A Two-Phase Approach

The following is a delineation of our plan approach, written in conformance with the Plan Model articulated by the Department of Planning and Development Services in their Request for Qualifications. 

We envision a two phase approach:

Phase I

During Phase I, the neighborhood plan task force will be appointed and organized as the representative stakeholder group empowered with the responsibility of developing the neighborhood plan.  Phase I represents the core of the planning process, during which time the task force will develop the Vision Statement, Neighborhood Identity, and a strategic Implementation Plan intended to accomplish the Vision – and to create the desired Neighborhood Identity – over the coming months and years.  During Phase I, two public hearings are proposed:  a first to solicit broad public participation in a so-called “SWOT analysis” (the identification of neighborhood Strengths, Weaknesses, Opportunities and Threats); the second to present to the community the Task Force’s work, thinking, visions, and strategies at the conclusion of Phase I.

Phase II

Phase II will include the development of the Land Use/Community Form section, and of “optional” sections described in the RFP.  The nature and scope of the latter will be entirely warranted by the findings and thinking of the Task Force during Phase I.  Meanwhile, the Land Use/Community Form section will include a more detailed examination of land use, community design, and zoning issues surfaced during Phase I, attempting to develop cost-effective measures and plans that are consistent with the spirit and letter of the plan’s Vision and Identity sections.

Phase I:  Center For Neighborhoods - Neighborhood Plan Process







Synthesis:  Vision


Synthesis:  Strategy


Synthesis:  Strategy

Identify recent previous planning efforts/products.

Description of neighborhood characteristics and trends, e.g., history current land use, zoning, demographic profile, recent developments.

Task Force describes their neighborhood’s Strengths, Weaknesses, Opportunities, Threats (SWOT), in order of importance.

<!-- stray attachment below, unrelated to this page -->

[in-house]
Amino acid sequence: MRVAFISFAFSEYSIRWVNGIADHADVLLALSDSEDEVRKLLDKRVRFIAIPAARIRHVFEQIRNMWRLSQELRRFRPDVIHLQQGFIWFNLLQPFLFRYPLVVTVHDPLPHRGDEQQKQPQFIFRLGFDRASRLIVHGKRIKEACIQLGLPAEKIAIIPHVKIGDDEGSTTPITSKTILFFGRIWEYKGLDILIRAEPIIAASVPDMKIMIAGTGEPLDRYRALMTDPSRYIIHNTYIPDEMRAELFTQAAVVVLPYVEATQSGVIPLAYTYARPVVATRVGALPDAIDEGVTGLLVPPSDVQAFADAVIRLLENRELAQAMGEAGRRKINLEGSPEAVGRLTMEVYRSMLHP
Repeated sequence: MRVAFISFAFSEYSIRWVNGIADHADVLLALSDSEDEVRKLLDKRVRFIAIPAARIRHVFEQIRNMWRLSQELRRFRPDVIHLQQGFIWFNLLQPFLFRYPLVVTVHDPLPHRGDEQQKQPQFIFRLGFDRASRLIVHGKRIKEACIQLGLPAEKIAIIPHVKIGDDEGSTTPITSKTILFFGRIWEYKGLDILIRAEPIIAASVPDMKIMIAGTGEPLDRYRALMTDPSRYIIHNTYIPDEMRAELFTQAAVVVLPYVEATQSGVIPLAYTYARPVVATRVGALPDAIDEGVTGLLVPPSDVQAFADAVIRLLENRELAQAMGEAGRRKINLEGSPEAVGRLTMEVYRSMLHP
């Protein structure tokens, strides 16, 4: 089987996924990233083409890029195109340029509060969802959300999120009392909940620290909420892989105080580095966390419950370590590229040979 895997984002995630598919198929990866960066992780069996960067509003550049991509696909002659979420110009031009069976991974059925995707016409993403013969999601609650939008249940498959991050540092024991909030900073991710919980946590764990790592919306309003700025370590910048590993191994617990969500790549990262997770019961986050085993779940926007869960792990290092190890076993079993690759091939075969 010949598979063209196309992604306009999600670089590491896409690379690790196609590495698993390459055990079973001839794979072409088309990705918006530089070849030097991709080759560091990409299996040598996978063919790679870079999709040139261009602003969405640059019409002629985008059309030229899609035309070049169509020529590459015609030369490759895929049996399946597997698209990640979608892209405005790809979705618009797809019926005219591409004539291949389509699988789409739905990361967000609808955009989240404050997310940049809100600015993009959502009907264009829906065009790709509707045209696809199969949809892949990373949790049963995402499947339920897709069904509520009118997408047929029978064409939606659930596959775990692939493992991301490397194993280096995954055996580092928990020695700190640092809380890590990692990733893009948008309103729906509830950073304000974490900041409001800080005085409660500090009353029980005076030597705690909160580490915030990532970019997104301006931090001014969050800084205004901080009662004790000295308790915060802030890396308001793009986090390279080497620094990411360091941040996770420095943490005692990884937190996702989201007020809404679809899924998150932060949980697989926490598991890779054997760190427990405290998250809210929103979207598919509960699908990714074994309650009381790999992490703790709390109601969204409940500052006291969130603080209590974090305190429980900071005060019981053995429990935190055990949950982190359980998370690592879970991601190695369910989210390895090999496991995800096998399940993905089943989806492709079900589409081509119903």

Beginning discussion of relevant measures or indicators of success (e.g. homeownership vs. rental properties, amount of open space convenient to residents, total floor area of neighborhood-serving businesses)

Develop a statement of values. 

What values and characteristics should the neighborhood embody?

Trend analysis and the “story” behind the indicators.  What is happening here (both positive and negative), and why? 

How can the neighborhood influence any of these circumstances or trends?

Crafting a vision statement.  Knowing what we know – about strengths and weaknesses, opportunities and threats; about existing character and trends; and maintaining a stated set of values:  what is our vision for the neighborhood in the future?

To what identity does the task force aspire?

Accomplishing the vision:  what are our specific goals, priorities and strategies?

What strategies are realistic, given existing community capacity?

Accomplishing the vision:  what resources, agencies, and mechanisms (e.g. zoning and other regulatory) are available to assist us to enact the strategic plan? 


Phase II:   Center For Neighborhoods - Neighborhood Plan Process 



Plan Development:

Land Use and

Community Form


Plan Development:

Other Built Environment

(i.e. “Other optional sections”)


Public Processes and Summary of Recommendations/Plan Reports

From Phase I analysis, further develop the analysis of built form, land use patterns, accessibility, streets, sidewalks and parking, open space, context and urban design.  Based in Vision/Identity/Values, develop specific land use and community form recommendations (e.g., zoning or form district changes; local preservation or design overlay districts; enforcement or amendment of existing codes).

From Phase I analysis and Vision, develop other plan recommendations related to the built environment (e.g. schematic master plans, streetscape plans, park and open space design, design review standards, housing revitalization or economic development strategies, local preservation district nomination, brownfield remediation plan)

Conduct public neighborhood meetings at three (3) appropriate junctures within the plan process.  Administer the plan process, including timely notification and regular communication with task force members and DPDS.

Prepare plan reports, including background/briefing reports, meeting minutes, plan graphics, and intermittent progress reports.

Prepare final plan report, including final plan graphics.  Present report to Metro Council and to Planning Commission for adoption.


610 S. Fourth Street, Suite 609, Louisville, KY 40202   |   Phone: 502-589-0343   |   Fax: 502-589-0616   |